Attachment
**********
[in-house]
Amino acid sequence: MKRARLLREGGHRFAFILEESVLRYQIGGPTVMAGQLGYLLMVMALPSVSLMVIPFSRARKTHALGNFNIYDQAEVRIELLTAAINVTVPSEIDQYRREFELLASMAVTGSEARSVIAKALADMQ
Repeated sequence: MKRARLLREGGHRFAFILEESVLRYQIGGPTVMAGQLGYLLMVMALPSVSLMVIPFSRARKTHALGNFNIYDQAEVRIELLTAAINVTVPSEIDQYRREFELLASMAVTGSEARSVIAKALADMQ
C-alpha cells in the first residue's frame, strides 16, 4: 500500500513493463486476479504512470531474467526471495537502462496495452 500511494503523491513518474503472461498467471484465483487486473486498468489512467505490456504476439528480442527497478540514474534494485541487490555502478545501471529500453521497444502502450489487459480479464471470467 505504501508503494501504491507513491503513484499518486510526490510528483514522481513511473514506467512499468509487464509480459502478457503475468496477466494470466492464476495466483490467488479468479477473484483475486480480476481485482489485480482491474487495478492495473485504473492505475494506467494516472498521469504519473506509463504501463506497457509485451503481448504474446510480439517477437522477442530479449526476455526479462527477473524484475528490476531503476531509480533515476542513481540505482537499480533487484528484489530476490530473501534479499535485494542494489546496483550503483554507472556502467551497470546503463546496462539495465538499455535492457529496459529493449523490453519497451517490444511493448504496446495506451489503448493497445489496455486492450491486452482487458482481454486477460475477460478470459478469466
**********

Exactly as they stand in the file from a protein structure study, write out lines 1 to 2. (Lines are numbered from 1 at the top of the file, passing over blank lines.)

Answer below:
[in-house]
Amino acid sequence: MKRARLLREGGHRFAFILEESVLRYQIGGPTVMAGQLGYLLMVMALPSVSLMVIPFSRARKTHALGNFNIYDQAEVRIELLTAAINVTVPSEIDQYRREFELLASMAVTGSEARSVIAKALADMQ